• SEPTEMBER 19, 2000

Stock Markets: Lifting the veil...

It seems almost as if the stock markets had put a veil over themselves as far as the rising crude prices were concerned. Now that the PM is returning (!), panic seems to have gripped the market.

Stock markets often move for inexplicable reasons. In case of the Indian markets we have had many such instances over the last few weeks. First there was a failure in responding to the rising crude prices. Then software stocks continued to attract buying interest on the false pretext that higher crude prices would not impact the new economy sectors. And now the markets have all of a sudden decided to correct themselves. But here too the reasoning is absurd - the PM is coming back to India and petroleum prices would be revised shortly.

It is not difficult to support the argument that even if crude prices were not revised upwards, the economic situation in any case would deteriorate sharply. That is because the rise in expenditure that would result from higher prices is then funded by the government i.e. implicit subsidy. So sooner or later, the taxpayers have to bear the brunt of it by paying higher taxes. In turn, higher taxes would have implications on demand, investment and consumption.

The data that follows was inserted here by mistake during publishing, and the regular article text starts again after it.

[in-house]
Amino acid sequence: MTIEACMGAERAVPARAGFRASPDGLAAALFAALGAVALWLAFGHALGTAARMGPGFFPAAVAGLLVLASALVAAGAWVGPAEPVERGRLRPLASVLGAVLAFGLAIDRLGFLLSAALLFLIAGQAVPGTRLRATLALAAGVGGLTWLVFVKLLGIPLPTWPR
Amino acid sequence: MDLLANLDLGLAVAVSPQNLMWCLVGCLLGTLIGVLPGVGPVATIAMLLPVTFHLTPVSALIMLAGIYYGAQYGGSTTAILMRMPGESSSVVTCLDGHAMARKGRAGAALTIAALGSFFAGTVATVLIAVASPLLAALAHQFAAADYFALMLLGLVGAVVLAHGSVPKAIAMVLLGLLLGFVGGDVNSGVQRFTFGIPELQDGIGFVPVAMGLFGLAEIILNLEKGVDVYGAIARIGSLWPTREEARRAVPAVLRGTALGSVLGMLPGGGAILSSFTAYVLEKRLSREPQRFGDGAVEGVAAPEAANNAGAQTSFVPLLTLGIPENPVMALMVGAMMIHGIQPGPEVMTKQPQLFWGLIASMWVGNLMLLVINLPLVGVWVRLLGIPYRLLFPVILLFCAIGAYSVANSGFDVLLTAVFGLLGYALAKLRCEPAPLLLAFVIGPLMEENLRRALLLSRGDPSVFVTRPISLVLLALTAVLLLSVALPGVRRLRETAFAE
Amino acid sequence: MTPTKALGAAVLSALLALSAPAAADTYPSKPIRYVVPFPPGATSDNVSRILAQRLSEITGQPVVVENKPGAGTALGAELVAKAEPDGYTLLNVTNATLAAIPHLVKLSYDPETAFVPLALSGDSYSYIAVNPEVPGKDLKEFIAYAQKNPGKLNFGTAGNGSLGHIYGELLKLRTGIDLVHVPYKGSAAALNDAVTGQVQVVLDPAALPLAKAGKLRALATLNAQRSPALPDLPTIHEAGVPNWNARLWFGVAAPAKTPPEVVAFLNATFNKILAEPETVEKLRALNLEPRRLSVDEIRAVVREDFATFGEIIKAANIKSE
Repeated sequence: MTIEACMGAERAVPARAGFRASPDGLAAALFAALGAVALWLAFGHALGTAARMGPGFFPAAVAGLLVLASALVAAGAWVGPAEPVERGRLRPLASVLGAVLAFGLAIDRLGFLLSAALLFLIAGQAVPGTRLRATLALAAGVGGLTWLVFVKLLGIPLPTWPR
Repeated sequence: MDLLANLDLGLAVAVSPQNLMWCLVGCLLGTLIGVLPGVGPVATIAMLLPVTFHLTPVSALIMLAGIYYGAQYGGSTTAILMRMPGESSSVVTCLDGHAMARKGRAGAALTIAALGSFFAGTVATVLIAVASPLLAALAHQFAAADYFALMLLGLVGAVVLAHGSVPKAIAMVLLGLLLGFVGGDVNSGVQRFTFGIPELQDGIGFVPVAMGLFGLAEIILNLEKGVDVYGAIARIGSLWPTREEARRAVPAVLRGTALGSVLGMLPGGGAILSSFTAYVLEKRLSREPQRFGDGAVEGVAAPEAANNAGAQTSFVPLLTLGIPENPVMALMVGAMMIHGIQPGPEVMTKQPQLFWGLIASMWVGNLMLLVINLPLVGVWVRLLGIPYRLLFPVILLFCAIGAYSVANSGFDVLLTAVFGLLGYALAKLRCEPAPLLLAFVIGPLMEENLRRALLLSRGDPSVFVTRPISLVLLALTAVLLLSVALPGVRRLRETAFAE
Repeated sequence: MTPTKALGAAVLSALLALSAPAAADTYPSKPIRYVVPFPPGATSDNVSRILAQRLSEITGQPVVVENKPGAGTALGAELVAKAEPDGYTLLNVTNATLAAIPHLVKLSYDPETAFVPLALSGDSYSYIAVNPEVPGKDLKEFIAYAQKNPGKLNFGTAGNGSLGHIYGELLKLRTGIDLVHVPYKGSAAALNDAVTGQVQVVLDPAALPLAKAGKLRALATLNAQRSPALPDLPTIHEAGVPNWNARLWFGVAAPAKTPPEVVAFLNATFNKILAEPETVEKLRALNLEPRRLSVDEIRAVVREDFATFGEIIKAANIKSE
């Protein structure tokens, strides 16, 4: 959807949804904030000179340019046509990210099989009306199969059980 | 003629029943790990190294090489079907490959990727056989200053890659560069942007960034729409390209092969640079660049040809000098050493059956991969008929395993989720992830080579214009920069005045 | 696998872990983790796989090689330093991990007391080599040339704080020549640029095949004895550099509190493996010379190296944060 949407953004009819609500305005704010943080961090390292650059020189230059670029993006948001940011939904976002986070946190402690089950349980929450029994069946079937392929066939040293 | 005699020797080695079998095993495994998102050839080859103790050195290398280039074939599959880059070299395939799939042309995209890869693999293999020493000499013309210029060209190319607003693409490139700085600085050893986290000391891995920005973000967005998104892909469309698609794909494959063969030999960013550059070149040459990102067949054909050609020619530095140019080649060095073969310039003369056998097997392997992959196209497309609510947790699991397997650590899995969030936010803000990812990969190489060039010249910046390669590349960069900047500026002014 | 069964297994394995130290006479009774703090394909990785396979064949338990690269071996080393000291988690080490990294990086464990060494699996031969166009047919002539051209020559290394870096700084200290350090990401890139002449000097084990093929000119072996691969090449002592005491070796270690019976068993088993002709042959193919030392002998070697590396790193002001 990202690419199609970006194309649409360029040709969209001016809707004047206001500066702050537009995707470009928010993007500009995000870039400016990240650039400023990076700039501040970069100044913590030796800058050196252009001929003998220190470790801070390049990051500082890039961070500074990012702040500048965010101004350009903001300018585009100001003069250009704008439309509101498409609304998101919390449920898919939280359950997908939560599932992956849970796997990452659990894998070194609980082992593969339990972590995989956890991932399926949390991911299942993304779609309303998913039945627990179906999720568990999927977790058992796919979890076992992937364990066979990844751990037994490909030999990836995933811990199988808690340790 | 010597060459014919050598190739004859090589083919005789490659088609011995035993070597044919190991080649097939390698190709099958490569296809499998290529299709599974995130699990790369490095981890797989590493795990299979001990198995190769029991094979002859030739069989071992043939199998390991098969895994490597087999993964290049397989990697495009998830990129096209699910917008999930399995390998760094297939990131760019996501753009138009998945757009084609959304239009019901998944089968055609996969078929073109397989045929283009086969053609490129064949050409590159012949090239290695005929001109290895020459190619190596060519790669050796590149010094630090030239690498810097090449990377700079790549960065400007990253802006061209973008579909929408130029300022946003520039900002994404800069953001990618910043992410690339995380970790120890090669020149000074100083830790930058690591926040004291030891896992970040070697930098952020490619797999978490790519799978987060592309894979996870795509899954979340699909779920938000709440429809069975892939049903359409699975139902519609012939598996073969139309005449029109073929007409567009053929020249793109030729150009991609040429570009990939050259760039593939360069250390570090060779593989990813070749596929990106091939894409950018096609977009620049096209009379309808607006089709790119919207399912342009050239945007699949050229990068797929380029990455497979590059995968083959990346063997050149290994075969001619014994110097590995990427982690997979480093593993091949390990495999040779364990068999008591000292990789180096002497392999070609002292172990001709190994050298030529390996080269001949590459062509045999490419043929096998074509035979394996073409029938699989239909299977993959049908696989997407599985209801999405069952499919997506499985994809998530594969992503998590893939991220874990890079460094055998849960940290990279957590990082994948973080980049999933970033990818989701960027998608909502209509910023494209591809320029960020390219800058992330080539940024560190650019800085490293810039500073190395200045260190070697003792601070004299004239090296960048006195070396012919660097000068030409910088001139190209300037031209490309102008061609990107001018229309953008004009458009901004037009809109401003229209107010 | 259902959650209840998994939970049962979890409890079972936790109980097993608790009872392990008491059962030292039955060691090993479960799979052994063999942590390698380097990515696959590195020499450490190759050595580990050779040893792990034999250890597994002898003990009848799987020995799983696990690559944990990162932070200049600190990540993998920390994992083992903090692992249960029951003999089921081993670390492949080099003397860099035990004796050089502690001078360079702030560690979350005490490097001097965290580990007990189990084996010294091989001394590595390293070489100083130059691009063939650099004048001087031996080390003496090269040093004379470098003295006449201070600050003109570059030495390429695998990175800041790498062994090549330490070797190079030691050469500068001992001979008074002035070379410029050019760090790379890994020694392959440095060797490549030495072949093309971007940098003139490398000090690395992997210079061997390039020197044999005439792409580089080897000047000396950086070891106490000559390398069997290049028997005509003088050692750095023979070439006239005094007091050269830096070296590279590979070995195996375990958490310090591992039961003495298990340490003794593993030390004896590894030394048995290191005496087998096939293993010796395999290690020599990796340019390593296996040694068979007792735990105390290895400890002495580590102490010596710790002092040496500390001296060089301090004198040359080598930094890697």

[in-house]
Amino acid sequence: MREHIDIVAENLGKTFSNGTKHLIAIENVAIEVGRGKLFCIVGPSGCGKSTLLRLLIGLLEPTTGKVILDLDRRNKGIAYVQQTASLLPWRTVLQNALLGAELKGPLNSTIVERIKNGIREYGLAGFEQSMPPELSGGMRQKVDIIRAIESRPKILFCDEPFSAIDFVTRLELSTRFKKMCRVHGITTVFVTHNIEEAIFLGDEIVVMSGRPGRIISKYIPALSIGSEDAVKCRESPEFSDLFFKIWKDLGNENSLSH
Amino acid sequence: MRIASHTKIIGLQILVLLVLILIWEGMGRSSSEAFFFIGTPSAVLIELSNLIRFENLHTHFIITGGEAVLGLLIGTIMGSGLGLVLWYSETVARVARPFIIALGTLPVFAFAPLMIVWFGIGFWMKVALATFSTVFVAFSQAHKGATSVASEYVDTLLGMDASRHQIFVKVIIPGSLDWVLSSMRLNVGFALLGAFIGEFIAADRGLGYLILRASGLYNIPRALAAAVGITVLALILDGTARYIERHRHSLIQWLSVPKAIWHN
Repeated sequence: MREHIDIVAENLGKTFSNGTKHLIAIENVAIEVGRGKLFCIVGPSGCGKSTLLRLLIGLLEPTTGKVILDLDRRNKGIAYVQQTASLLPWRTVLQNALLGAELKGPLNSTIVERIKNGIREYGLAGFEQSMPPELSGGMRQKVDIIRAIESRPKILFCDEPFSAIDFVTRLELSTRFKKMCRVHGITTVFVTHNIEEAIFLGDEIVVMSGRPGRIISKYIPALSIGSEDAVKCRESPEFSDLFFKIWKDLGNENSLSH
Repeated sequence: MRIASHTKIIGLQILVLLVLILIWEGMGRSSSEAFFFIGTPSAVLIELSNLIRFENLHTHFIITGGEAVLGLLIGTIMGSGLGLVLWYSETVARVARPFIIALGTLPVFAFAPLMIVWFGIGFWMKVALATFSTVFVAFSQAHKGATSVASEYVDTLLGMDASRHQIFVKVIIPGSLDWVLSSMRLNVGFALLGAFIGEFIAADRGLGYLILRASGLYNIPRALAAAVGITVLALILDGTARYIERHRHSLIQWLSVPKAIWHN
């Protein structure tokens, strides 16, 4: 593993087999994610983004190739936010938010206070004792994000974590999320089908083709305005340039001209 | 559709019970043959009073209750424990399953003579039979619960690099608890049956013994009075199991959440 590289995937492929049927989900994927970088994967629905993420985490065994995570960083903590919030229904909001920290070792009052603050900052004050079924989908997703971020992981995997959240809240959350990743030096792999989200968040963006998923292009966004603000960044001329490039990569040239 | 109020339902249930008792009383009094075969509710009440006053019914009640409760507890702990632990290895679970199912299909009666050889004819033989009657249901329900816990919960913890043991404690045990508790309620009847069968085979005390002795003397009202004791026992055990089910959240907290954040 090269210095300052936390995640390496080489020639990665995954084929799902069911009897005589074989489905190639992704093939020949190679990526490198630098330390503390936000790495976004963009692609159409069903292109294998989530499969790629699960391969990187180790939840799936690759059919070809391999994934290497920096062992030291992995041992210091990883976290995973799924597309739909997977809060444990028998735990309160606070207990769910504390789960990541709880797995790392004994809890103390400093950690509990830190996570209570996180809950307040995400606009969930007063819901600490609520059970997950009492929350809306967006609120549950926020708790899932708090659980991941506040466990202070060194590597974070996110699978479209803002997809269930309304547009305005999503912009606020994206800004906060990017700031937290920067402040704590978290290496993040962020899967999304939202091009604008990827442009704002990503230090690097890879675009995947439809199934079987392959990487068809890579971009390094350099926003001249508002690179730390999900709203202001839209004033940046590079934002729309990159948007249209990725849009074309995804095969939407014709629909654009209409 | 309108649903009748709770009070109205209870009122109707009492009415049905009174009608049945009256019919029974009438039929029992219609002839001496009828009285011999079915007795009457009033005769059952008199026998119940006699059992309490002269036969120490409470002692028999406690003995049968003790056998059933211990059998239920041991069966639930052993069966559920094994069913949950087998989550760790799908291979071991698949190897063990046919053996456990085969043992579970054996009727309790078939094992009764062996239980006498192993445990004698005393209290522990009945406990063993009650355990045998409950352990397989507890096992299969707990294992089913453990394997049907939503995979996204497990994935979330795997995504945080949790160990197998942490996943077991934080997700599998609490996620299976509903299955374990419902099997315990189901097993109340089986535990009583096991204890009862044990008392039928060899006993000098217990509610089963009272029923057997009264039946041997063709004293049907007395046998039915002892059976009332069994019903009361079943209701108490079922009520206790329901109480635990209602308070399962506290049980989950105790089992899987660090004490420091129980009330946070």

Coming to the key implication of rising crude prices, there is another belief that since prices are rising globally, on a net basis, there is not much impact on India. However, even though presently we have no figures to support this, emerging economies like ours consume more oil per unit of GDP as compared to the developed countries. This exposes us to a greater impact.

Also, if we look around us, a number of the larger countries are in much better to fight off this menace from impacting their economies significantly. The US has large oil reserves and is also running a budget surplus, implying that in an extreme case the supply gap and the prices can be controlled. The EU too is likely to post a marginal surplus this year. China on the other hand has a large trade surplus, which will help it finance its oil imports. India on the other hand is grappling with higher deficits (trade and fiscal) and a not so vibrant economy (thus limiting our capability to absorb higher crude prices for long).

The scenario is one of pessimism. There is a possibility of an improvement in sentiment as companies announce their second quarter results next month. However, any recovery, not supported by a taming of crude prices, could prove to be short lived.

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